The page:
Home > Eee PC, Mobile, Picturebook, Technology > Sony C1 Picturebook vs. Asus EeePC

Sony C1 Picturebook vs. Asus EeePC

Back in 1998 I first laid my eyes upon the Sony Vaio C1 Picturebook. It was an amazing piece of machinery at the time, a super small subnote with some nice hardware. At over $2000 it was out of the price range for this recent college grad with no job. It wasn’t until late 2001 that I found myself able to purchase the C1. Three years since I first saw it, the Picturebook had undergone a slight case redesign, and was sporting the newly designed Transmeta Crusoe processor. After a little searching, I was able to find the latest model on an online auction, purchasing it for about $1200. Over the next few years, it faithfully served as my main computer. Extremely portable, it drew a lot of attention at the coffee shops. I still feel it is one of the best designed subnotebooks ever.

After the EeePC was released in November, I decided it was time for a portable upgrade. At 1/4th the cost of the Picturebook, it seemed like a company had finally designed a comparable subnote at a price anyone could afford. Still, the Eee is no Picturebook. If I could meld the Eee and Picturebook into one computer I’d do so in a heartbeat.

Here are some comparative photos of these two subnotes:

From the top:

Right side:

Left side:

Side-by-side:

As you can see from the pictures, the size is not terribly different. Comparing the features, the Eee is the obvious winner given it has about 8 years on the C1. Most notably, the Eee sports the faster processor, wifi, upgradeable to 2gb ram, and USB 2.0. Where the Picturebook wins is in the build department. It has a very high quality 8.9″ screen at 1024×480 resolution, the keyboard feels a lot more solid, it also uses more standard notebook parts like PCMCIA and sports a 2.5″ PATA hard disk connection to run that 250gb hard disk. The Picturebook also was the first computer to sport that on-display video camera so familiar nowadays. The camera is still unique in that it swivels so you can broadcast what you are looking at.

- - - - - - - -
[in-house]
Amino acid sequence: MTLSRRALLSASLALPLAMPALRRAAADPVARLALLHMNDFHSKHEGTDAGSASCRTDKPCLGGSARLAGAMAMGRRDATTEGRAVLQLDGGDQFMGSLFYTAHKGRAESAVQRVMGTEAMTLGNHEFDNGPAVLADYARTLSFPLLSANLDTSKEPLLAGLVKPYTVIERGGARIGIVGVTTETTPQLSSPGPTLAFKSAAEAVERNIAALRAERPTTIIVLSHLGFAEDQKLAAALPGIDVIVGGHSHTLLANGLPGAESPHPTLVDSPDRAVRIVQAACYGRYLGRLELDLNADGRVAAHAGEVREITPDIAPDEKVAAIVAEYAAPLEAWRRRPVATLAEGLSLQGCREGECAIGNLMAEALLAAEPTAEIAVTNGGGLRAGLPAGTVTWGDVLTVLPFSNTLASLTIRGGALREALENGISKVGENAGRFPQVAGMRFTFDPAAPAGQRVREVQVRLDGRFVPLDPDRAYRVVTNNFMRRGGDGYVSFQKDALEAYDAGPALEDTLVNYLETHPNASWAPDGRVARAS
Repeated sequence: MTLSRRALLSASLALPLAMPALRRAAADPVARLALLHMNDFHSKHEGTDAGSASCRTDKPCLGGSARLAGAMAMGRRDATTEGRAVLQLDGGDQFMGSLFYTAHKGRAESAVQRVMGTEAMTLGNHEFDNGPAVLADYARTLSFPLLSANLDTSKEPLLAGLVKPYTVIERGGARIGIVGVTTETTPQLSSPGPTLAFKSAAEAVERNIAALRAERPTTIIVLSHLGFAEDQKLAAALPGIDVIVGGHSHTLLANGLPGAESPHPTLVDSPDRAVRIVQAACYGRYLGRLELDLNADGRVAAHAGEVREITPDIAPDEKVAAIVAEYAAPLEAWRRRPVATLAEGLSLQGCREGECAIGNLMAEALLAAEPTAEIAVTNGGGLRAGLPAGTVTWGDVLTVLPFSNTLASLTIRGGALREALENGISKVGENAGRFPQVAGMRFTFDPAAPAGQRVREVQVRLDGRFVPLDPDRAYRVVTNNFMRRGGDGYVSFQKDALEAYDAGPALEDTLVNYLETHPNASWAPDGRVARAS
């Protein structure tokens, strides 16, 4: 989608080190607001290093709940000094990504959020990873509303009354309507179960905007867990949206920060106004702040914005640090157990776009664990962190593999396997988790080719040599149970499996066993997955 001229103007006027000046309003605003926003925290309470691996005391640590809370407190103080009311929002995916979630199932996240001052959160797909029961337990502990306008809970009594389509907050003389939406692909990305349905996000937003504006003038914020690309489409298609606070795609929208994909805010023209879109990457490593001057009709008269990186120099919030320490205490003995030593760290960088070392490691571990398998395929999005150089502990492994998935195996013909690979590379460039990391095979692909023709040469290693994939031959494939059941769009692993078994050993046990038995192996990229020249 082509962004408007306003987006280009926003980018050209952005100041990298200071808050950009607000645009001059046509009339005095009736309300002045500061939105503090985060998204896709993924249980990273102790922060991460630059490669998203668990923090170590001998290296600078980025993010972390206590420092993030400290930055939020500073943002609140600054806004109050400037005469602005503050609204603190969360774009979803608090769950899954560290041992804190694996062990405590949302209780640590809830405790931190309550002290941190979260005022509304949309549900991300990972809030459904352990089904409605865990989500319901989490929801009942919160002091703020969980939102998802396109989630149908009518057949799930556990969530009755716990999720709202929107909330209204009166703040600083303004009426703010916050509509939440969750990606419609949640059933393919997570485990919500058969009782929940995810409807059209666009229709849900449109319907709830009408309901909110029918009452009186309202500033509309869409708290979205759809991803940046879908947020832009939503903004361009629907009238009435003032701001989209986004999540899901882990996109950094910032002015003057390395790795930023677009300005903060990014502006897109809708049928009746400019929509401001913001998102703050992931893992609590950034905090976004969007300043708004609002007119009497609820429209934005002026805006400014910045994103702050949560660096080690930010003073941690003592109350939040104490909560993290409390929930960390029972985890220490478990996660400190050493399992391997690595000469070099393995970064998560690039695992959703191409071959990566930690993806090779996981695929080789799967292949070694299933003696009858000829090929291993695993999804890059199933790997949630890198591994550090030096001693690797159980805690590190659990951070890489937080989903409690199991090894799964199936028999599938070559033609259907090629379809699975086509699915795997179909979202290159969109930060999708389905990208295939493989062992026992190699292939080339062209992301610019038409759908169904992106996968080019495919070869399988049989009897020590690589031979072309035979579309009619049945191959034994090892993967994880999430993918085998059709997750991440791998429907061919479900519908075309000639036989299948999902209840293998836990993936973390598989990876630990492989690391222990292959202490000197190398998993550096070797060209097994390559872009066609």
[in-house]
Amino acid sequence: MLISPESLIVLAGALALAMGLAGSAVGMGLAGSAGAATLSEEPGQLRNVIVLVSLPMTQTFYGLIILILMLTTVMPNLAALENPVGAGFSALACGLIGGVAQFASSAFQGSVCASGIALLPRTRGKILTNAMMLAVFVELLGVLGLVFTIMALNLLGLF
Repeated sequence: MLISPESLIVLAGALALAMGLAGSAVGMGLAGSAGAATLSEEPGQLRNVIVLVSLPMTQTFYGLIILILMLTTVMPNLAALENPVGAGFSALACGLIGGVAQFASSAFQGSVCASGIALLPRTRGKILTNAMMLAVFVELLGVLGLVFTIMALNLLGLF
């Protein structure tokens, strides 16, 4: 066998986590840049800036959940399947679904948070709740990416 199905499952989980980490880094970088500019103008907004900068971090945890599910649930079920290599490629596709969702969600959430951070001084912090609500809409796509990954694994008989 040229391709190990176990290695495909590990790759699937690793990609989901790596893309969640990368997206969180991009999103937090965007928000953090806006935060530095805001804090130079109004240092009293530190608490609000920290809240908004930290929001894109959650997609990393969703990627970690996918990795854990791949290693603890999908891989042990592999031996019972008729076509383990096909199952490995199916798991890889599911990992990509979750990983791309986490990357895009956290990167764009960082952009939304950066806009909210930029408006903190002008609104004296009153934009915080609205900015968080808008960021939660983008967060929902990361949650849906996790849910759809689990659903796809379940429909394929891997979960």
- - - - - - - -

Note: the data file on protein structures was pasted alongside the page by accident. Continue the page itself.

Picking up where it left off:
While it’s nice to own a feather-light subnote that’s filled with somewhat recent hardware. I can’t forget the Sony Picturebook, the one that was revolutionary for it’s time – the one that you could say started it all. With all the success of the Eee, you’d think they’d bring back a 10th anniversary edition or something. However with the Sony brand name attached, I don’t think you’d find it in the same price range.

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